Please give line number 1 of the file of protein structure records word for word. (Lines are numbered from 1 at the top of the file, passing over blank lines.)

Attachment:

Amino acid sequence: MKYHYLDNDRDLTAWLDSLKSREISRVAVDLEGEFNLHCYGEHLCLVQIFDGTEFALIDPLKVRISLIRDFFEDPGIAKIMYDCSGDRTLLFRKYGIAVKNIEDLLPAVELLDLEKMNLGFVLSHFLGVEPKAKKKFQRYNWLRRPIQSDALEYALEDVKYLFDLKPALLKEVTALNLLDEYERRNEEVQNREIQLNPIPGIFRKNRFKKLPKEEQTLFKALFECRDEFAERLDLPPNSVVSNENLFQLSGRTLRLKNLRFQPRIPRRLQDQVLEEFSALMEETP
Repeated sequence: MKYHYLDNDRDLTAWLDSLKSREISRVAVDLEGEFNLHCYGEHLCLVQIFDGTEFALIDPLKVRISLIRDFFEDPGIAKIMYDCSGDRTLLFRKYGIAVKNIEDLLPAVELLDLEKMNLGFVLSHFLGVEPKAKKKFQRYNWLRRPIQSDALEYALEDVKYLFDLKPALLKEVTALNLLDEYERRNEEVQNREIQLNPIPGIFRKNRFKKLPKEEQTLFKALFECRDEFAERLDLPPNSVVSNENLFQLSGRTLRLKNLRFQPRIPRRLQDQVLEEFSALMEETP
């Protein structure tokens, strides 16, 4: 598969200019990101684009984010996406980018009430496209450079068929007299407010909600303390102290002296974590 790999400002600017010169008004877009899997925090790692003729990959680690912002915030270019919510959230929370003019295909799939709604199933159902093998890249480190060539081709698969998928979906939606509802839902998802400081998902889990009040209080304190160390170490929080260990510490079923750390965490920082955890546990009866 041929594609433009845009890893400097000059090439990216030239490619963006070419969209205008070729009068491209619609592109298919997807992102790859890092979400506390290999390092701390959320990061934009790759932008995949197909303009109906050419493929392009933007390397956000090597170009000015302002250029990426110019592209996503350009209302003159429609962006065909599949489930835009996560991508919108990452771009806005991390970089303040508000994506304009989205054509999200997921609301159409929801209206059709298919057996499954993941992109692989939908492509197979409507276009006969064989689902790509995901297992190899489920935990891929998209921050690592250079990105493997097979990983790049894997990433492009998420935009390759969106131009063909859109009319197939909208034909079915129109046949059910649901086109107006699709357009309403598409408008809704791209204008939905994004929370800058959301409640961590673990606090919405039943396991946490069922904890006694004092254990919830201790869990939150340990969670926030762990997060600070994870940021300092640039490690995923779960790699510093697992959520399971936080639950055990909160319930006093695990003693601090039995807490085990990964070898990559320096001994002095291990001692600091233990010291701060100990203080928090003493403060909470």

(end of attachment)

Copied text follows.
Amino acid sequence: MKYHYLDNDRDLTAWLDSLKSREISRVAVDLEGEFNLHCYGEHLCLVQIFDGTEFALIDPLKVRISLIRDFFEDPGIAKIMYDCSGDRTLLFRKYGIAVKNIEDLLPAVELLDLEKMNLGFVLSHFLGVEPKAKKKFQRYNWLRRPIQSDALEYALEDVKYLFDLKPALLKEVTALNLLDEYERRNEEVQNREIQLNPIPGIFRKNRFKKLPKEEQTLFKALFECRDEFAERLDLPPNSVVSNENLFQLSGRTLRLKNLRFQPRIPRRLQDQVLEEFSALMEETP